Susan D. Blum reviews Cathy N. Davidson’s new book, The New Education: How to Revolutionize the University to Prepare Students for a World in Flux.
Out with the Old! What Students Need Now
Cathy N. Davidson has been writing about her experiments in education for years (for example here and here and here). She brings to her new book deep understanding of the context, history, successes, and shortcomings of the dominant forms of higher education—college—and highlights several dozen approaches that are more successful. These are more appropriate, she argues, than the conventional forms, which have not changed in more than a hundred years, because they respect students’ abilities, teach them to employ the affordances of not only technology but also other people, and anticipate that the content of whatever they do in college will have only limited relevance in the future—so they need to focus on learning to learn. Conventional colleges have outlived their initial purposes, which were to train managers in a newly industrializing and urbanizing society, when books were scarce and simply ingesting information was challenging enough. They selected only top students and churned them through a disciplinary mill, certified by authorities.
That’s not what we need now.
Continue reading Cathy N. Davidson, “The New Education”
Susan D. Blum has recently published an unusually personal contribution to social research on university culture, in her wide-reaching book I Love Learning, I Hate School: An Anthropology of College (2016). Blum is an anthropology professor at Notre Dame, and the book expresses a desire to make existential sense of her own confusing experience as a college teacher. As such, it struck a particular chord with me as I was trying to make sense of my own students last year at Whittier College, when I was doing my postdoc. Blum’s book speaks mainly to fellow college and university teachers; at one point, Blum addresses her readers as “dear fellow faculty” (20). As a book for teachers by a teacher, it has the counterintuitive mission of getting us to empathize with bad students, and of making sense of bad classroom atmospheres, which it considers inevitable rather than merely unfortunate. In this sense, it is a more critical and expansive alternative to the discourse of “teaching tips” and “rubrics for best practices” that circulate in a mock-cheerful — but always to my ear vaguely threatening and technocratic — fashion in numerous “Centers for Teaching and Learning.”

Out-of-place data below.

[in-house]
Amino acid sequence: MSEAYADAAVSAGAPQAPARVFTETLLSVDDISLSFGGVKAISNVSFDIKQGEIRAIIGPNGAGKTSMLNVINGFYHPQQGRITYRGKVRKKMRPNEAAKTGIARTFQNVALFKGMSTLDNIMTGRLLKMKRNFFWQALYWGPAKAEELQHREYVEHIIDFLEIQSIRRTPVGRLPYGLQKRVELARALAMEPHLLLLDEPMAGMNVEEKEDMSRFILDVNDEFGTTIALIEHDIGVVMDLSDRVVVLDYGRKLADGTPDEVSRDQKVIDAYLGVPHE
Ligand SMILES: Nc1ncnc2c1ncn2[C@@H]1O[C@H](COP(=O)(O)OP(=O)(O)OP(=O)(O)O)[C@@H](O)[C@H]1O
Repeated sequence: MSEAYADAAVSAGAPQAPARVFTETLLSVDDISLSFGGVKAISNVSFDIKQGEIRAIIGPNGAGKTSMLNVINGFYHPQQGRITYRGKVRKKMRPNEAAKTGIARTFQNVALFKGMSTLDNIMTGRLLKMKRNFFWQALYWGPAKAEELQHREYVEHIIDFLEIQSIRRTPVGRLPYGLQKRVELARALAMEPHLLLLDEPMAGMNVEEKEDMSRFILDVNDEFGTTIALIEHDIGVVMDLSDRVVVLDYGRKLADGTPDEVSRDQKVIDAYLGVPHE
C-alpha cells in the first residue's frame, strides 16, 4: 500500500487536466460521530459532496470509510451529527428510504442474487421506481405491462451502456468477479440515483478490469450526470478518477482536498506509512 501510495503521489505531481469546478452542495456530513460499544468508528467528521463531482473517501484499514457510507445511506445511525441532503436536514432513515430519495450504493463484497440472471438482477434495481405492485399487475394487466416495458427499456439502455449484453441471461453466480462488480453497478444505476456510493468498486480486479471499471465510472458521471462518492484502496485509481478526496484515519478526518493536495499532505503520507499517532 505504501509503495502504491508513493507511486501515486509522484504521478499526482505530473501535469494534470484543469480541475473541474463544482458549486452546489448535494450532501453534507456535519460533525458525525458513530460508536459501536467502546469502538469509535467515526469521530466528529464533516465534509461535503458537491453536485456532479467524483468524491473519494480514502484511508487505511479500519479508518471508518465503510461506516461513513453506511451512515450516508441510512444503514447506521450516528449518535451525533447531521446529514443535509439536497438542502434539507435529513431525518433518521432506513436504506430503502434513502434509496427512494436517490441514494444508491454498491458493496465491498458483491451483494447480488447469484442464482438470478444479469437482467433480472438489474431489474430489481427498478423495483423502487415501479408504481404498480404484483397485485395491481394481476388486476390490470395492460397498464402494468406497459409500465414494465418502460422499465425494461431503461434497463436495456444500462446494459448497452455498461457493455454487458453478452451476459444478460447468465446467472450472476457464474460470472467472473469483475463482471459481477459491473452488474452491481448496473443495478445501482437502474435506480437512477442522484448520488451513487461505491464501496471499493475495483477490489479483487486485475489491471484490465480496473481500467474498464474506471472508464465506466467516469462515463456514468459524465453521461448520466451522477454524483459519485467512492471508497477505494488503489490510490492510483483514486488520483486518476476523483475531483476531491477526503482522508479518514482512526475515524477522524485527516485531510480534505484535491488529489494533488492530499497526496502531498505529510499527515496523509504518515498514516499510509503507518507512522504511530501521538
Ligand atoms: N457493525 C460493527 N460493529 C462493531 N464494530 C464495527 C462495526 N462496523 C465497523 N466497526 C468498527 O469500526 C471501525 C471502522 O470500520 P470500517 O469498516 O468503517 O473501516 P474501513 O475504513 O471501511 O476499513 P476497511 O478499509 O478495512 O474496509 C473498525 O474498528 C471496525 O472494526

Continue reading Susan Blum, “I Love Learning, I Hate School”
A few years ago there was a special issue of LATISS about a noteworthy initiative at the University of Illinois, the Ethnography of the University Initiative (EUI), which aims to support courses based on student research about their own university. Its virtue is precisely that it is not a traditional ethnographic research project, but a collective project that supports student ethnographic research. The special issue (from 2013) is a little older than most of what I write about here, but I wanted to post some quick excerpts from the issues, in guise of an introduction to the project, and an appreciation of the admirable reflexive research that it fostered. I might also note here that this project has also yielded an important ethnographic monograph, the late Nancy Abelmann’s The Intimate University: Korean American Students and the Problems of Segregation (which I previously reviewed in LATISS).
Continue reading Ethnography of the University Initiative at the University of Illinois
Steven Gregory recently published a paper in City & Society, “The Radiant University: Space, Urban Redevelopment, and the Public Good,” in which he analyzes Columbia University’s efforts to expand its Morningside Heights campus into West Harlem. The paper came out in 2013, so let’s call it “relatively recent” rather than brand new, but it makes a good contribution to the literature on universities and urban geography, and thus falls within Academography’s ambit. Gregory’s paper is more ethnographic than conceptual, but its significance lies precisely in the wealth of detail provided by its extended case study.